City works employee Brendan Ottoboni said that if developers weren’t willing – in fact, I believe they have been threatening a lawsuit, given the little remarks made about letters being sent and meetings being had – Ottoboni says existing streets that are not “feeders” or do not have new projects built on them will be taken off the projects list.  Staffer Steve said they are still working with a list of projects identified in 2009, but never funded. A specific section of Rio Lindo, which Sean Morgan opined is “one of the worst streets in town,” has been removed from the list.

At this point local builder Bill Webb asked a pertinent question – “how do I get my street on the projects list…” Staffer Steve said, “of 14 projects identified in 2009 as FUNDED, 9 have been taken off the list…” for lack of funding.  “We’ve had a lot of requests for projects…” but the city only fixes streets “where there will be problems due to higher traffic” generated by new subdivisions. 

So here we are on my street, where the “current level of service” is, as one woman sitting near me described, “just crap.” My street is a very heavily used through street, new houses have been built every few lots over the last 20 years, and here’s the level of service we get from the city of Chico.

Every now and then a crew comes through and fills potholes with “slobbers” – asphalt left over from jobs in newer neighborhoods. We got that from the guy who was running the crew one day.

Here’s what a patch job like that looks like within a week.

The asphalt they plopped in this old pothole took off on somebody’s tire.

The meeting ended with arguing, it was hard to hear what motion was made and passed. I believe they voted unanimously to “send the urbanization fees to council as described…” Chris Giampoli asked Brendan Ottoboni what would happen if the “urbanization fee” wasn’t approved by council, and Ottoboni answered “our road maintenance will continue to be unfunded.” He added, “new development…new growth…they use existing roads too…they don’t pay for them currently…”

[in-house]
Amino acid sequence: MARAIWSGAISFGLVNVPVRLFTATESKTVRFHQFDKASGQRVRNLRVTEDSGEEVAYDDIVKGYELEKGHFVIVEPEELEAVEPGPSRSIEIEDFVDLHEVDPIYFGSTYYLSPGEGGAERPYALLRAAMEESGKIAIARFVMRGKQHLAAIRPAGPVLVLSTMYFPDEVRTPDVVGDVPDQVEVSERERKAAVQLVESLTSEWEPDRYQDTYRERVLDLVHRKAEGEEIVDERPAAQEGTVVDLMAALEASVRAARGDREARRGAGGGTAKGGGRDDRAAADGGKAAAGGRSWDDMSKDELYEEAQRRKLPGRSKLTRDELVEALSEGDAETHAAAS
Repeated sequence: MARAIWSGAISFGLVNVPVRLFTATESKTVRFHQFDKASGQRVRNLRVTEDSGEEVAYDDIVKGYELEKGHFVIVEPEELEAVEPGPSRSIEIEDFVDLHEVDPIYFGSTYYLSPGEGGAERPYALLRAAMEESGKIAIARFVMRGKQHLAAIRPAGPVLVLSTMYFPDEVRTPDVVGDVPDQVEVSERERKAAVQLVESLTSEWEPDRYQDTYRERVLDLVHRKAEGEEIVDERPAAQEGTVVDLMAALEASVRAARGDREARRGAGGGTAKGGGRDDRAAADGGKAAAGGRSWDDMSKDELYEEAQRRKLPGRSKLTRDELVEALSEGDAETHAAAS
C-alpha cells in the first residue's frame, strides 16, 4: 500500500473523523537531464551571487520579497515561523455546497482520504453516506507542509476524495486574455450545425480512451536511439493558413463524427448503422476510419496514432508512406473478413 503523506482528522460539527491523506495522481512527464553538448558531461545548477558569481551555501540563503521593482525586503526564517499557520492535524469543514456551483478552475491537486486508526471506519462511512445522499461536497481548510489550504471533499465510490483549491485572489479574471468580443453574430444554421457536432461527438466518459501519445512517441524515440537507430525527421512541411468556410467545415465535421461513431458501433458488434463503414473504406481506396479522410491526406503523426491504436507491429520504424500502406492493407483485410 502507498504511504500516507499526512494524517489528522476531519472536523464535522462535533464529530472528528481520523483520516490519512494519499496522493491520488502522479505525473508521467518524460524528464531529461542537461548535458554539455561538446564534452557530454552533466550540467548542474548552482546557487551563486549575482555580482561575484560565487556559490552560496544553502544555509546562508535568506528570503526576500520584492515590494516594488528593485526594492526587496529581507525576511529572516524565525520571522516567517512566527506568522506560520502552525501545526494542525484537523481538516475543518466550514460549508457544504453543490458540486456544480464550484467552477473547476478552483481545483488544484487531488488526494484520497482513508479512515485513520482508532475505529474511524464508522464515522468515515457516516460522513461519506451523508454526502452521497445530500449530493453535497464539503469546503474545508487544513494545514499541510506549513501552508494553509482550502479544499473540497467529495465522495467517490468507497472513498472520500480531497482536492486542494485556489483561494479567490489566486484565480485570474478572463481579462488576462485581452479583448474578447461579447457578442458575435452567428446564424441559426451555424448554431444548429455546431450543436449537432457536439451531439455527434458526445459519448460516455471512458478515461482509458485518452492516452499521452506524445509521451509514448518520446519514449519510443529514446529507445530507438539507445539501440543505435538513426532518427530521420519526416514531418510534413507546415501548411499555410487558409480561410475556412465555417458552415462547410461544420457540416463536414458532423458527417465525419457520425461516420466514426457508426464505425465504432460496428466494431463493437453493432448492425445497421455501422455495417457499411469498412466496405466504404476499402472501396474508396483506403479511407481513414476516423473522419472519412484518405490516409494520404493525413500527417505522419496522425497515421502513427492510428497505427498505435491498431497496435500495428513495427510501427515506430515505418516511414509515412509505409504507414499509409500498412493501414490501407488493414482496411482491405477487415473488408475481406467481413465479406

To which Giampoli responded nastily, “people will continue to complain.” I’m not sure which people he’s talking about, but I’m feeling the beginnings of another lawsuit from the development community, one way or the other. We’ll see.  Years ago, Bill Webb’s dad and uncle and a few other developers sued the city for $500,000 in fees that had not been used for what they’d been collected, and won. 

Mark Sorensen, always politically incorrect, called the discussion a “Mexican stand-off.” So, that’s what we’ve got – a stand-off between the  city and the development community, with the good citizens standing right in the crossfire. 

POST SCRIPT:  Here’s an item from yesterday’s paper:

Apparently we have an Americans with Disabilities Act Citizen Committee – mentioned in this report:

a year ago, which extensively details our ADA deficiencies and how far behind we are complying with a law passed in 1990. 

I don’t know anything about this “committee” or how it was established, whether the Brown Act applies or what. I’ll have to snoop into it.




Team Chico Police meeting

12 Nov

Thanks Jim for attending this meeting and sending us this report.  If only more people were willing to attend meetings, maybe we’d be able to force change in the way things work (or in Chico, the way things don’t work)  . Thanks for speaking up Jim.

Wednesday November 8th I went to the Team Chico Police public safety meeting held at Round Table Pizza on Pillsbury. It was mostly a PR type event, several officers and the Chief were there. They talked a little about better security around your business and home. Video cameras were strongly recommended as a deterrent. I have had them at my house for over 10 years.

The Chief said that they will be fully staffed in the coming months with the inclusion of the three park rangers.  So I asked what full staffing means and is that enough. The Chief said that full staffing is what the City Council has approved in the budget, and he gave a political roundabout answer to my second question.